He continued, “If this storm was over the Gulf of Mexico, it could be classified as a Category 1 hurricane. Since it was over land with more friction, it didn’t have the sustained wind speeds associated with a Category 1 hurricane but maintained persistent straight-line winds as it moved across several states.”
Outages and damages
Areas began to lose power at approximately 6 p.m. Wednesday. That evening saw power outages occur in Winneshiek, Allamakee, Howard, Fillmore and Houston Counties, with more than 19,240 outages reported across Iowa and southern Minnesota. Crews began working as soon as it was safe to do so Wednesday evening, and found downed electric transmission poles and equipment failures due to lightning strikes, high wind and tree damage. This resulted in the mass interruption of electric service for various towns.
Corey Snitker, Emergency Management Coordinator for Allamakee County, noted that things were less severe in his portion of the state. Beginning at 7:30 p.m., some residents of Waukon, Waterville and rural Allamakee County lost power, but only for approximately five hours compared to the 19 hours without power experienced in Decorah. In Lansing, power was only down for a few minutes. Snitker said that customers of Alliant are the ones who lost power for the longest, whereas customers of the Allamakee Clayton REC kept their lights on.
With wind gusts in the 50-mph range, there was slight damage in the area; Snitker noted a few trees down, damaged roofs, lost shingles, but ultimately “nothing all too serious.” As the storm front blew through around 8 p.m., Snitker said, “the derecho [of 2020] was the closest thing I’ve seen like this.” Yet, Snitker was relieved to say “this could’ve been a lot worse. This ended up being about as good as it could be.”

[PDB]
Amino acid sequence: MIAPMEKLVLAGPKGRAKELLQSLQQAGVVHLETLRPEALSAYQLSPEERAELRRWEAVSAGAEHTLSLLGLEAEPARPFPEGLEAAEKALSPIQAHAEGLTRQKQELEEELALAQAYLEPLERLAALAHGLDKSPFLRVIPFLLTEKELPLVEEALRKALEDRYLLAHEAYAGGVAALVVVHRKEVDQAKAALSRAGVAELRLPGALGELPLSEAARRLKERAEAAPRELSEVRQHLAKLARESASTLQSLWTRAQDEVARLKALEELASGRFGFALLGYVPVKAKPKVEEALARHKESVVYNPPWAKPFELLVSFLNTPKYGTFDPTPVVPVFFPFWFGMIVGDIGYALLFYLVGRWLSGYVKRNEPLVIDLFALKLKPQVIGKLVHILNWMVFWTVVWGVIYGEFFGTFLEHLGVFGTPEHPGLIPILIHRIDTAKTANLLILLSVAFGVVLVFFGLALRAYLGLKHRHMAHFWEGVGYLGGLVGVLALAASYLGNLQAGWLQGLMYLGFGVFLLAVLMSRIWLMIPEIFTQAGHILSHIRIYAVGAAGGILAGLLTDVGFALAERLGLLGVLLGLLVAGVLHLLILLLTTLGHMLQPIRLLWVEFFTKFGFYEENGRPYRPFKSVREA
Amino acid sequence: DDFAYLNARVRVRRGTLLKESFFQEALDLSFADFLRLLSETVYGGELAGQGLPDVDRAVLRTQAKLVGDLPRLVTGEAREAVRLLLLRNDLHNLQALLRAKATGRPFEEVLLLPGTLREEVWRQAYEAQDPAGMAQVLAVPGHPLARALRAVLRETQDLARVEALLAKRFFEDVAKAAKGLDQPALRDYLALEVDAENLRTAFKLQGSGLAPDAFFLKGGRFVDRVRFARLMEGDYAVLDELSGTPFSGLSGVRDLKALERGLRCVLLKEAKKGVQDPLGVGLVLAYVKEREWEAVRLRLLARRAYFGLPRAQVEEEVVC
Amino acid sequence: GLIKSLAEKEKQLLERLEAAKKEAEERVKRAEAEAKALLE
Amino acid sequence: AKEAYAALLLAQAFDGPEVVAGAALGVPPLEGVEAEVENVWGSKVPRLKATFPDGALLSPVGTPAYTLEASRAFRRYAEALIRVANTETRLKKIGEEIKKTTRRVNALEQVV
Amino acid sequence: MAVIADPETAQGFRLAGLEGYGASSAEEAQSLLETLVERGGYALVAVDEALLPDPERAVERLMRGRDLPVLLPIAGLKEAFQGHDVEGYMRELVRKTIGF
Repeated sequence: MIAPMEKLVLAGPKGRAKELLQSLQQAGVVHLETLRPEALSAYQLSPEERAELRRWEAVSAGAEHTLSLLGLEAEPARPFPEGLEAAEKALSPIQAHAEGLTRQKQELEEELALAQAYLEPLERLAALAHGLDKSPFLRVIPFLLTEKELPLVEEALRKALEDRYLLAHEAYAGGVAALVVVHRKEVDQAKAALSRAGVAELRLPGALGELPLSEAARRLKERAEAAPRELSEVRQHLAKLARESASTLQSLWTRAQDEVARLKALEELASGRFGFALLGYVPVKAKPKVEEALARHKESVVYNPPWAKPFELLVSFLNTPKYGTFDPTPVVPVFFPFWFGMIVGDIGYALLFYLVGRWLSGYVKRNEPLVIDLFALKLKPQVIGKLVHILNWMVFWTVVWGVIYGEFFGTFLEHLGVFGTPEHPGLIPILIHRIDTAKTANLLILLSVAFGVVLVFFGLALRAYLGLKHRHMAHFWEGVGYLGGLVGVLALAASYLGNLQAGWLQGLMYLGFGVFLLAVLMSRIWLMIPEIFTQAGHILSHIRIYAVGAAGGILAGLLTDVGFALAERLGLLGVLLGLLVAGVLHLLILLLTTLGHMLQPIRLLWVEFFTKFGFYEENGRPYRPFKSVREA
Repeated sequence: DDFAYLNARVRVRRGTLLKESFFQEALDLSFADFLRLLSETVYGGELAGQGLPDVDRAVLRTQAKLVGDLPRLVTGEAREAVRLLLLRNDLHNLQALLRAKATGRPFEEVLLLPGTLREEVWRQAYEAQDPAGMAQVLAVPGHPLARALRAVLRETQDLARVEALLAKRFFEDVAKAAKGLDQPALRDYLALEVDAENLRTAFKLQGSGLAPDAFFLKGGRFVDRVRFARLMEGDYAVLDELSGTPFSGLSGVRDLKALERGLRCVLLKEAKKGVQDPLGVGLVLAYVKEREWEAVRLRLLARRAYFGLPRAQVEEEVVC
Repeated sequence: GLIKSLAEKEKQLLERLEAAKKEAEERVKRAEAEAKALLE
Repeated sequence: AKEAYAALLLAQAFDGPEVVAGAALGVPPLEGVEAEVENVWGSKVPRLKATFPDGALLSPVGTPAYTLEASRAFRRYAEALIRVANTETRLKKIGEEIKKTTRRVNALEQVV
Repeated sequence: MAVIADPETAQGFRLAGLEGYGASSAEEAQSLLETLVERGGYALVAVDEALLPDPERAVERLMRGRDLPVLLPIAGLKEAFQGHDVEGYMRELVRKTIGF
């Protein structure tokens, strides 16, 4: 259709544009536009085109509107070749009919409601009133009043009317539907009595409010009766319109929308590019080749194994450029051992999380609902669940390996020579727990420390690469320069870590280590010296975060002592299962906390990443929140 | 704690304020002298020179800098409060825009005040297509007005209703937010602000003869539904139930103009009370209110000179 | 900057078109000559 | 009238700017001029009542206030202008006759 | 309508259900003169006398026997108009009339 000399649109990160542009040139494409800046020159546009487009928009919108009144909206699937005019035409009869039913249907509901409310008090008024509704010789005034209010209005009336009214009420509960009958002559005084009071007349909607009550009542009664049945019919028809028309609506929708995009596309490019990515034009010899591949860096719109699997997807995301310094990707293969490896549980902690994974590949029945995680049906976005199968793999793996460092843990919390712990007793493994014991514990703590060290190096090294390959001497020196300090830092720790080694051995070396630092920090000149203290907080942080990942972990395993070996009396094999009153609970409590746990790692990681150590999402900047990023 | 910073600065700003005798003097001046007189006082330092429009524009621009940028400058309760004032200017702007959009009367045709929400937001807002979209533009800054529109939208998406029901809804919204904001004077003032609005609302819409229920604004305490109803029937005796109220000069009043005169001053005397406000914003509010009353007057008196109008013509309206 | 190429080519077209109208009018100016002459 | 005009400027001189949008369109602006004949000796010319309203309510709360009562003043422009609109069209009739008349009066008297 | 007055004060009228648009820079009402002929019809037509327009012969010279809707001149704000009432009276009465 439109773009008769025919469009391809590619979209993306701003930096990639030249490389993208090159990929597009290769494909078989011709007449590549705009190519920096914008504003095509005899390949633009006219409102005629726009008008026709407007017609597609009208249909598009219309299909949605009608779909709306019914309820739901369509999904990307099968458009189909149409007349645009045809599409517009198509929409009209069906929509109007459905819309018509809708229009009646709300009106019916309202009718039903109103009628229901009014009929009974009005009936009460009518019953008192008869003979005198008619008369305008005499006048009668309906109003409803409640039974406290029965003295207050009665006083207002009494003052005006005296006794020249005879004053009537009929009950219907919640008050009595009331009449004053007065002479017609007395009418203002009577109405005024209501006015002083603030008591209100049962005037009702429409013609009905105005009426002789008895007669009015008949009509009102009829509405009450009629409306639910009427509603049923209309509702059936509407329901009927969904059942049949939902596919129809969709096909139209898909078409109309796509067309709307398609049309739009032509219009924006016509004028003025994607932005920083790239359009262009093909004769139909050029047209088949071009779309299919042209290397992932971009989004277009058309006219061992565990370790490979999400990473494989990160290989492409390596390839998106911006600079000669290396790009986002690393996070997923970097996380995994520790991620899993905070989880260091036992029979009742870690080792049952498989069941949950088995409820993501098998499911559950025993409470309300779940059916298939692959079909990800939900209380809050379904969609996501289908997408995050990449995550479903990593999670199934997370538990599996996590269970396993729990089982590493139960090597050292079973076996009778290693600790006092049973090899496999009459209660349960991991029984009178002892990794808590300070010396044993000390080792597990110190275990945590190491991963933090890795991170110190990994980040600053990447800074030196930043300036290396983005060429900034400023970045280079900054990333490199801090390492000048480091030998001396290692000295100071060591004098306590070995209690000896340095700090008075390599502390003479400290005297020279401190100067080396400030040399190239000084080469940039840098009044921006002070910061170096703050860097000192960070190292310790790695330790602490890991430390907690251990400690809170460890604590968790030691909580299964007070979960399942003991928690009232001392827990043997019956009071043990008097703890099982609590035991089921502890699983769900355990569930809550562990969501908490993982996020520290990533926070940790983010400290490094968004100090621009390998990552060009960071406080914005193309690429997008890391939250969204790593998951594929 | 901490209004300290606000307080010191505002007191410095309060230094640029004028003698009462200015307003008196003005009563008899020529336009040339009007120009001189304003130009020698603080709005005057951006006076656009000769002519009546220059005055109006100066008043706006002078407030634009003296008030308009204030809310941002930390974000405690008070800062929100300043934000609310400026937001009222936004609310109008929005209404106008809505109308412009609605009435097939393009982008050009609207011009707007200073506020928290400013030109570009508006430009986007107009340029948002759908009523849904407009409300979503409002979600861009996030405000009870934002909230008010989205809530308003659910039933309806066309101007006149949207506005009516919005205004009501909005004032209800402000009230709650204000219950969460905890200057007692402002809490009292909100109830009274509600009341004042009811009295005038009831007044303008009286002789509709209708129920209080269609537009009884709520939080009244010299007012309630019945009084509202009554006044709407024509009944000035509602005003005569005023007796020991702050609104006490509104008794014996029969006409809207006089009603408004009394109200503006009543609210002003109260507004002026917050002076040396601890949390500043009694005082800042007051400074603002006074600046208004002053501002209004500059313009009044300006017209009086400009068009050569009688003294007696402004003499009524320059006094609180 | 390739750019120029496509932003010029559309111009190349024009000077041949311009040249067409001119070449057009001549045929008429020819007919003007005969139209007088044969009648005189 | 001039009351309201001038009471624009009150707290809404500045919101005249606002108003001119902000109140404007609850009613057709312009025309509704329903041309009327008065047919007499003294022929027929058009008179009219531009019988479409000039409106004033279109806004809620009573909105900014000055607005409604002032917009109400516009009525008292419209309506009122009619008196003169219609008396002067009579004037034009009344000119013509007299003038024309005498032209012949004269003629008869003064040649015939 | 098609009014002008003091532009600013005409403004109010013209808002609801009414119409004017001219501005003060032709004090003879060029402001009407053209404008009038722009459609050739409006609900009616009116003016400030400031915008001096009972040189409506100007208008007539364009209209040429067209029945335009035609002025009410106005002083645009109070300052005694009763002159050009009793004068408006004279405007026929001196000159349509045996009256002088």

However, residents of Minnesota were not as fortunate. The storm brought Minnesota’s first ever December tornado, with twisters touching down and confirmed in Wyattville, Minn., approximately 40 miles east of Rochester. In Iowa, tornadoes were confirmed in Rudd, Elma, Maple Leaf, Schley and Marble Rock. At press time, National Weather Service representatives were still on the ground, assessing damage and determining the final status of tornadoes throughout the region.
Funnel clouds were spotted in Minnesota near Harmony at 7:45 p.m. Wednesday evening with wind gusts near 84 mph, reaching Mabel by 8:02 p.m. and Winona by 8:08 p.m. along the Mississippi River, but no confirmed touchdown. Wind gusts between 48 and 65 mph and tree and property damage were reported to the National Weather Service across the area through 9:14 p.m., with the last report from Grand Meadow, Minn., reporting significant roof damage to the CHS Inc. building from 83 mph winds.
In speaking with Brenda Tesch, Director of Public Relations for MiEnergy Cooperative, it was revealed that their service experienced approximately 7,500 outages because of the storm. By 5 a.m. Friday, that number was down to 400. By noon that day, it was down to 200. Tesch said, “Our crews left their regular work shift Wednesday afternoon, and by 6 p.m. that night they were being called back in.” According to the MiEnergy Facebook page, the Coop crews worked for 24 hours getting power back online for the service, which operates in Minnesota and Iowa.
MiEnergy reported that they had “35 broken poles and counting” along with seven downed substations, as a result of the high winds and felled trees. Tesch stated the strategy for line crews is to “try and get the big stuff first,” meaning the substations. Each substation can provide power to anywhere from several hundred to a thousand services, which is the explainer for the massive outage. Once the substations are fixed, the power lines are the next priority. MiEnergy provided maps of outages on their Facebook page as progress was made, illustrating the widespread damage of the front.
Fillmore County Emergency Management Coordinator Don Kullot noted that Fillmore County experienced widespread outages Wednesday evening for around five hours following the storms. On Friday, Kullot was awaiting damage assessments from the National Weather Service team to determine if a tornado came through Fillmore County. “There was a significant amount of rural property damage from this storm. Preston was the hardest hit and had large trees taken down, power lines downed and roofs taken off.”